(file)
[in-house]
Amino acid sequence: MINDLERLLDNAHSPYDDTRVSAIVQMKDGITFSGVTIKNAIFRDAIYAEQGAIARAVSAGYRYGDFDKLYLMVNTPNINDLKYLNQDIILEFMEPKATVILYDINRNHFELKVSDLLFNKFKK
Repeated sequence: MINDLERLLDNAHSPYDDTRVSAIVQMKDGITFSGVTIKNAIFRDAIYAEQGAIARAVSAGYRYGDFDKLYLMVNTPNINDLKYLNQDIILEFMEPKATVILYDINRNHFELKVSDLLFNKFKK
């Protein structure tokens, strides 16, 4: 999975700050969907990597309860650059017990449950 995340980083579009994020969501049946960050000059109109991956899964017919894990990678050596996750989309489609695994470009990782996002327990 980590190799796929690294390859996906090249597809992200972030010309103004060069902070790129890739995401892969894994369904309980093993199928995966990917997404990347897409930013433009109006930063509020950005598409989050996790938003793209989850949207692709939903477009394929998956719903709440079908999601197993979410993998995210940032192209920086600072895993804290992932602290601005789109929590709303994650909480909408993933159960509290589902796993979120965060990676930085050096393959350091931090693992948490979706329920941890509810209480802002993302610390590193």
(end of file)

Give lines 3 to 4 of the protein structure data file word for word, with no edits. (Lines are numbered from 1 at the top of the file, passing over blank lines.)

Repeated sequence: MINDLERLLDNAHSPYDDTRVSAIVQMKDGITFSGVTIKNAIFRDAIYAEQGAIARAVSAGYRYGDFDKLYLMVNTPNINDLKYLNQDIILEFMEPKATVILYDINRNHFELKVSDLLFNKFKK
């Protein structure tokens, strides 16, 4: 999975700050969907990597309860650059017990449950 995340980083579009994020969501049946960050000059109109991956899964017919894990990678050596996750989309489609695994470009990782996002327990 980590190799796929690294390859996906090249597809992200972030010309103004060069902070790129890739995401892969894994369904309980093993199928995966990917997404990347897409930013433009109006930063509020950005598409989050996790938003793209989850949207692709939903477009394929998956719903709440079908999601197993979410993998995210940032192209920086600072895993804290992932602290601005789109929590709303994650909480909408993933159960509290589902796993979120965060990676930085050096393959350091931090693992948490979706329920941890509810209480802002993302610390590193």